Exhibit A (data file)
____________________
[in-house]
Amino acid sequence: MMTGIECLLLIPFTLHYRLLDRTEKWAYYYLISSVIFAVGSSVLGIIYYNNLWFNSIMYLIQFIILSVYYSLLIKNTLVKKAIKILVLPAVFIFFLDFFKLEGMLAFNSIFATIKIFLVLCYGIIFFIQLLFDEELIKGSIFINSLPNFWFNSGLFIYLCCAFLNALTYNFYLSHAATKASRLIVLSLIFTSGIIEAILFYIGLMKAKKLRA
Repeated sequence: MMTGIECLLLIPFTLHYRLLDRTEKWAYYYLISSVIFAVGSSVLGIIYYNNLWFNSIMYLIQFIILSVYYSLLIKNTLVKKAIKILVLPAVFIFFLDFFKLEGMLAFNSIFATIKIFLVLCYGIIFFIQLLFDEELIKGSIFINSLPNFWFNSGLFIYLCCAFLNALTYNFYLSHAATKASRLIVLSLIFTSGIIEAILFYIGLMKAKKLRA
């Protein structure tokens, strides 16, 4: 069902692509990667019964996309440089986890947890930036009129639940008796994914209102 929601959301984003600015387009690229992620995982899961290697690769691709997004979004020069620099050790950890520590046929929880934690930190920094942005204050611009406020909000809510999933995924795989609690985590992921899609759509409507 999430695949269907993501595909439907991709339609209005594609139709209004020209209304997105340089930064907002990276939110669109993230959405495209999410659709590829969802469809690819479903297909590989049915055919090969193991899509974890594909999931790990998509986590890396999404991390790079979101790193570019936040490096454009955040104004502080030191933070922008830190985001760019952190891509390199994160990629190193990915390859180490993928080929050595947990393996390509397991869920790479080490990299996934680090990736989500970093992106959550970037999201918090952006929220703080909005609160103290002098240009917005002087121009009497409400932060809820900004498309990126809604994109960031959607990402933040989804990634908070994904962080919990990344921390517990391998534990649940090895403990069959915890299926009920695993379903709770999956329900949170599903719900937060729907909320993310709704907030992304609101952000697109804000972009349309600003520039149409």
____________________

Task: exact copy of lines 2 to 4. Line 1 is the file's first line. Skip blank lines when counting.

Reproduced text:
Amino acid sequence: MMTGIECLLLIPFTLHYRLLDRTEKWAYYYLISSVIFAVGSSVLGIIYYNNLWFNSIMYLIQFIILSVYYSLLIKNTLVKKAIKILVLPAVFIFFLDFFKLEGMLAFNSIFATIKIFLVLCYGIIFFIQLLFDEELIKGSIFINSLPNFWFNSGLFIYLCCAFLNALTYNFYLSHAATKASRLIVLSLIFTSGIIEAILFYIGLMKAKKLRA
Repeated sequence: MMTGIECLLLIPFTLHYRLLDRTEKWAYYYLISSVIFAVGSSVLGIIYYNNLWFNSIMYLIQFIILSVYYSLLIKNTLVKKAIKILVLPAVFIFFLDFFKLEGMLAFNSIFATIKIFLVLCYGIIFFIQLLFDEELIKGSIFINSLPNFWFNSGLFIYLCCAFLNALTYNFYLSHAATKASRLIVLSLIFTSGIIEAILFYIGLMKAKKLRA
């Protein structure tokens, strides 16, 4: 069902692509990667019964996309440089986890947890930036009129639940008796994914209102 929601959301984003600015387009690229992620995982899961290697690769691709997004979004020069620099050790950890520590046929929880934690930190920094942005204050611009406020909000809510999933995924795989609690985590992921899609759509409507 999430695949269907993501595909439907991709339609209005594609139709209004020209209304997105340089930064907002990276939110669109993230959405495209999410659709590829969802469809690819479903297909590989049915055919090969193991899509974890594909999931790990998509986590890396999404991390790079979101790193570019936040490096454009955040104004502080030191933070922008830190985001760019952190891509390199994160990629190193990915390859180490993928080929050595947990393996390509397991869920790479080490990299996934680090990736989500970093992106959550970037999201918090952006929220703080909005609160103290002098240009917005002087121009009497409400932060809820900004498309990126809604994109960031959607990402933040989804990634908070994904962080919990990344921390517990391998534990649940090895403990069959915890299926009920695993379903709770999956329900949170599903719900937060729907909320993310709704907030992304609101952000697109804000972009349309600003520039149409």